University Bank

$701 million

Ann Arbor, Mich.

Stephen Lange Ranzini’s father taught him about the importance of fighting for positive change. Ranzini describes his father, who was first an attorney and later a judge, as a “pioneering civil rights advocate.” During his career, Joseph Ranzini helped to break down legal barriers for Black people, Jewish people, immigrants and Catholics in central New Jersey, where Ranzini grew up. It’s a lesson Ranzini, now president and CEO of $701 million-asset University Bank in Ann Arbor, Mich., has taken to heart in his work as a community banker.

“Over my 33-year community banking career, I have been privileged to utilize my position as CEO to be a strong and consistent advocate to advance women and minorities,” Ranzini says. He has devoted much of his professional and personal time to addressing a wide range of DEI (diversity, equity, and inclusion) issues, and one of his focuses has been on redlining in Ypsilanti, a city outside of Ann Arbor. Redlining is the systematic denial of services, traditionally mortgages, to residents of specific communities based on race or other characteristics.

Earned recognition

Ranzini and University Bank’s work was recently recognized by Crain’s Detroit Business Crain’s 2021 Notable Executives in DEI.

Alma Wheeler Smith
Alma Wheeler Smith

Alma Wheeler Smith, a former Michigan state senator and state representative, sums up why Ranzini won the award: “Stephen was forward-looking, tackling the poverty‑ensuring legacy of redlining in Ypsilanti [Mich.], creating religious-compliant no interest-loan programs for Muslim borrowers and putting women and minorities on the bank’s board before demands for racial and gender equity drove other banks to introduce those changes.”

When Ranzini first moved to Ann Arbor, he met with community leaders to get their take on the area’s unmet banking needs. In one such meeting, John Barfield, a pioneering Ypsilanti businessman who passed away in 2018, shared his experience as the town’s first Black person to get a mortgage, in the early 1960s.

While redlining is illegal today, its legacy is still felt in Ypsilanti and in many communities across the country. For example, the town’s housing stock is largely rentals, continuing a history of a lack of homeownership and multigenerational wealth among Black people.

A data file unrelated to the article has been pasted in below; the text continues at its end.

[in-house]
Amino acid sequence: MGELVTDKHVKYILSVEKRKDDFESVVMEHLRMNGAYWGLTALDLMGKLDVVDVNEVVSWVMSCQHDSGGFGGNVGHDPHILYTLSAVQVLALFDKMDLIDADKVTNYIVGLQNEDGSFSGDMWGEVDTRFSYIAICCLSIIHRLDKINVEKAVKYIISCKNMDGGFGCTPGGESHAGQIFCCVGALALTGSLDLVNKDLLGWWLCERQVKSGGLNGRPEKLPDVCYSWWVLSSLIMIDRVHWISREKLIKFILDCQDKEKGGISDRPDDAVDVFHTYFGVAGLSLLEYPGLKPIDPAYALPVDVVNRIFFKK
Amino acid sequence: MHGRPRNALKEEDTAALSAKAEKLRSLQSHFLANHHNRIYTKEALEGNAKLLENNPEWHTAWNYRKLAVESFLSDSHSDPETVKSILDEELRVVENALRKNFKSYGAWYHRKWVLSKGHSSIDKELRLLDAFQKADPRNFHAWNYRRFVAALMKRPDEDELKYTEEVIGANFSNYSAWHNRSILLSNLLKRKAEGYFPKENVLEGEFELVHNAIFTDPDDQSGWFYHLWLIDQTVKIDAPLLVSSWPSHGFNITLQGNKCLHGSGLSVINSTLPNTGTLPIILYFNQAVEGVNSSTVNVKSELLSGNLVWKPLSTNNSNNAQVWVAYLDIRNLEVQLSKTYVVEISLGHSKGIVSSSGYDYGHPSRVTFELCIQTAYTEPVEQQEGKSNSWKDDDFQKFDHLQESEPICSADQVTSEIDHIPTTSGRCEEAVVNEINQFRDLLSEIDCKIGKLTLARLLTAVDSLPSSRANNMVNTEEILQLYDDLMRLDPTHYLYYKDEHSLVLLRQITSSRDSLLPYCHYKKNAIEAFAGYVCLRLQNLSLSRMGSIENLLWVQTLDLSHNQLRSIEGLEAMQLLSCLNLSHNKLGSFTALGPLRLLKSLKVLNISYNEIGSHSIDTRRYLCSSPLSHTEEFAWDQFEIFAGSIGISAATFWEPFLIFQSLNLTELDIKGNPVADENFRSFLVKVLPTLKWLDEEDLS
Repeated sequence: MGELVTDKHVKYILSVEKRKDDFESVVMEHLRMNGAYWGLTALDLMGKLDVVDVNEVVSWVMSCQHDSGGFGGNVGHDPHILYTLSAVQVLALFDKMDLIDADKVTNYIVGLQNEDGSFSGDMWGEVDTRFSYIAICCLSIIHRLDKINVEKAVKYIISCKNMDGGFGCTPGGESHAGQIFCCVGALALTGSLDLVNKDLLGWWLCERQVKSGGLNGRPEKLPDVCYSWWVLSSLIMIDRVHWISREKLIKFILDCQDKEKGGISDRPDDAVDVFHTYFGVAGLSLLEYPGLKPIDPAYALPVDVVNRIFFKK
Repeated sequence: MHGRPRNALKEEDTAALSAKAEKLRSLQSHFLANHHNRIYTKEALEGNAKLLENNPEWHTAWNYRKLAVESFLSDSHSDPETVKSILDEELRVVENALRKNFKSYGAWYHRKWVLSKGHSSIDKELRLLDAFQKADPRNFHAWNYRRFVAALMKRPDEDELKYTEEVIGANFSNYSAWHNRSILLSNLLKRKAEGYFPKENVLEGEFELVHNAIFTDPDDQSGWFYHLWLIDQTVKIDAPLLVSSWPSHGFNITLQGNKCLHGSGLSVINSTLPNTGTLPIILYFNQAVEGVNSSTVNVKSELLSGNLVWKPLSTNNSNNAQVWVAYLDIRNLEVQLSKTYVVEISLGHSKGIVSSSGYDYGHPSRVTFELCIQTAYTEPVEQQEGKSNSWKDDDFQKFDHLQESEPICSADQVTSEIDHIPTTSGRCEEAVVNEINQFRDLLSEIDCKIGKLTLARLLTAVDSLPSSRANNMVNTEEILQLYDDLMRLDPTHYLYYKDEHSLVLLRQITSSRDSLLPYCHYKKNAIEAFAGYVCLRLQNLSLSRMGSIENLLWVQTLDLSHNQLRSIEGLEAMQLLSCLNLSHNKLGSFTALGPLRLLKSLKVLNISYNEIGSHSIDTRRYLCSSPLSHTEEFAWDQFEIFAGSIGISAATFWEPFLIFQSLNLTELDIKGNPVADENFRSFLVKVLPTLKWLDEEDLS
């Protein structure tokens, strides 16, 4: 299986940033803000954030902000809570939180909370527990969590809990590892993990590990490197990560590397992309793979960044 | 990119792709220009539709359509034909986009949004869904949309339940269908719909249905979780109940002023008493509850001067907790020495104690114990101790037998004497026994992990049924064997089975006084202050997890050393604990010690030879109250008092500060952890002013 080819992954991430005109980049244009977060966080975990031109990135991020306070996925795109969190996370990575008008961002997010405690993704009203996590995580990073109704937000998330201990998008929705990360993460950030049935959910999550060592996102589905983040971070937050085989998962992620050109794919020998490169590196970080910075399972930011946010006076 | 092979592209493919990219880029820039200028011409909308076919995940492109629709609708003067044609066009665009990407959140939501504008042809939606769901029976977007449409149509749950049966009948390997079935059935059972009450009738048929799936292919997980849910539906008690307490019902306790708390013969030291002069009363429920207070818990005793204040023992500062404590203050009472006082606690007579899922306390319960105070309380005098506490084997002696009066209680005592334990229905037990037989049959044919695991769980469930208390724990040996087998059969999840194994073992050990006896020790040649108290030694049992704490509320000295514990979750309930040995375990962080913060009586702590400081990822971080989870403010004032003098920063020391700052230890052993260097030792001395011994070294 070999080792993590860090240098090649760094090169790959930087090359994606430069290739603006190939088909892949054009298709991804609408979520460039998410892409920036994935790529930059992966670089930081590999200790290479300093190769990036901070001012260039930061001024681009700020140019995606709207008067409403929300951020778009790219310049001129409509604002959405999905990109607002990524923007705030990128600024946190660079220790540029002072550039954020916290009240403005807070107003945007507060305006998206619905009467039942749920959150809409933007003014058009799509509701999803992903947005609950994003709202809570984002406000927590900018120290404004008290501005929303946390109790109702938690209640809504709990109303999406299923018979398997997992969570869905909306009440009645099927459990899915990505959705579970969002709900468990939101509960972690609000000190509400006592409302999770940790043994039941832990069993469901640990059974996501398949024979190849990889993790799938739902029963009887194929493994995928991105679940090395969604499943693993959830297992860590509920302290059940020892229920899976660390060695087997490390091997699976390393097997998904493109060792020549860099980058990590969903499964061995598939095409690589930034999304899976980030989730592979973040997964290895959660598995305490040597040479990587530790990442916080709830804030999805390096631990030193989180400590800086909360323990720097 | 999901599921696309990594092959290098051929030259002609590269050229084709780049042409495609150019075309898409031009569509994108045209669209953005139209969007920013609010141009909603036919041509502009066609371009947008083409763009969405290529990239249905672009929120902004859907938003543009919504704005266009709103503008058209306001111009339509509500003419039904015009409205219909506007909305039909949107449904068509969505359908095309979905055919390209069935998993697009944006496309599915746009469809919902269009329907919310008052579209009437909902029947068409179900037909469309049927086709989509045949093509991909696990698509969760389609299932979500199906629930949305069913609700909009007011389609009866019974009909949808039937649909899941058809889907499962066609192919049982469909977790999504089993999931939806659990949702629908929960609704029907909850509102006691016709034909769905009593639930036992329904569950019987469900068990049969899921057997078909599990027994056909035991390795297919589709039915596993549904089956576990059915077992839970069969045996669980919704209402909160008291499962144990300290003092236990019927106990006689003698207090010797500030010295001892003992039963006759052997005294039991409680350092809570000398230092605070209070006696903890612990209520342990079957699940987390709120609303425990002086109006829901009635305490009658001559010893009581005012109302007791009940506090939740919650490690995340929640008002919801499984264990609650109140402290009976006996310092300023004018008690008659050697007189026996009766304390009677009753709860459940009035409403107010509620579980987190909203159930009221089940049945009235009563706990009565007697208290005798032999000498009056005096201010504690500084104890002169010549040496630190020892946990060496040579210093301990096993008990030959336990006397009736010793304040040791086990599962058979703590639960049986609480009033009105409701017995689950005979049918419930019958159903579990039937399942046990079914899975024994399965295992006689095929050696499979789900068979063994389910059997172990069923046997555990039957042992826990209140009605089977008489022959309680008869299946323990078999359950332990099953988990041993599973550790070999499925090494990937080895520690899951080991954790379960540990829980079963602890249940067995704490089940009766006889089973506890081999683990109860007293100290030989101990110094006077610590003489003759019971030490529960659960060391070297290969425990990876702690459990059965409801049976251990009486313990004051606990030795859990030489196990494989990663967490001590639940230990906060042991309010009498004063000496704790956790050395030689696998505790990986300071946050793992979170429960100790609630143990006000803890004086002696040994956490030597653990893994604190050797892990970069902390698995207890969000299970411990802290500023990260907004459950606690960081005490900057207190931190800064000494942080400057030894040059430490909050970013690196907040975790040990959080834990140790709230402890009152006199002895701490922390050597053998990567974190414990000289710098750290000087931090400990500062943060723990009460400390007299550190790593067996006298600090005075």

“The household wealth of [Black people] in Ypsilanti is materially lower than that of whites,” Ranzini says, “because they have not yet had time to catch up, since the intergenerational building of wealth usually occurs via homeownership.”

“Because the banks were not lending to the Black community on the south side of Ypsilanti, home prices were artificially depressed, and a large portion of the citizens of the city could not become homeowners.”
—Stephen Lange Ranzini, University Bank

After holding community meetings and conducting his own research, Ranzini concluded that bank redlining practices in Ypsilanti had held home prices artificially low. To understand the reason why Ypsilanti became economically depressed compared with Ann Arbor, Ranzini points to Barfield’s example.

“Because the banks [had not been] lending to the Black community on the south side of Ypsilanti,” he says, “home prices were artificially depressed, and a large portion of the citizens of the city could not become homeowners because of this overt discrimination.”

Creating a new loan program

Realizing there was a pent-up need for mortgages, University Bank teamed up with National Faith HomeBuyers, formerly known as Washtenaw HomeBuyers, a local nonprofit with a home ownership counseling program led by founder and CEO Dina Harris.

Now that it had a nonprofit partner, University Bank handled the credit side, launching a 3%-down portfolio mortgage program for first-time homebuyers in Ypsilanti. The program was designed to chip away at one of the biggest barriers to mortgages: the traditional 20% down payment.

In so doing, Ranzini says, the bank was potentially risking its shareholder’s funds. To address this concern and to ensure solid banking practices, University Bank created a policy that it would lend to any borrowers regardless of credit score as long as they met three criteria.

First, they had to graduate from the Washtenaw HomeBuyers Program. Second, they had to have perfect credit for the previous 12 months. Third, they needed to be able to show that they had sufficient income to afford the mortgage payments.

Next, Ranzini personally led an aggressive outreach effort to dozens of local Black ministers to find potential homebuyers among their congregations.

“The program was a huge success,” Ranzini says. “We lent over $8 million in Ypsilanti under the program and did not have even a single foreclosure, despite lending to homebuyers with credit scores as low as 460—160 points under the then-traditional cutoff point for underwriting approval.”

Continuing the work

The work of University Bank and National Faith HomeBuyers has achieved positive results. It helped to expand the community bank’s loan customer base, 12% of whom are Black, compared with 8% of the county’s population. The bank also received an award from the FDIC for outstanding community service and community reinvestment.

And National Faith HomeBuyers won an award from the Department of Housing and Urban Development (HUD) for its homeownership counseling program, which has been hailed as a national model.

Most importantly, the program was able to make positive change in the community. “As a result [of our work], other banks saw that lending on the south side of Ypsilanti was profitable, and they piled on,” Ranzini says. “Home prices more than doubled, and hundreds more families were able to achieve the American dream of owning their own homes.”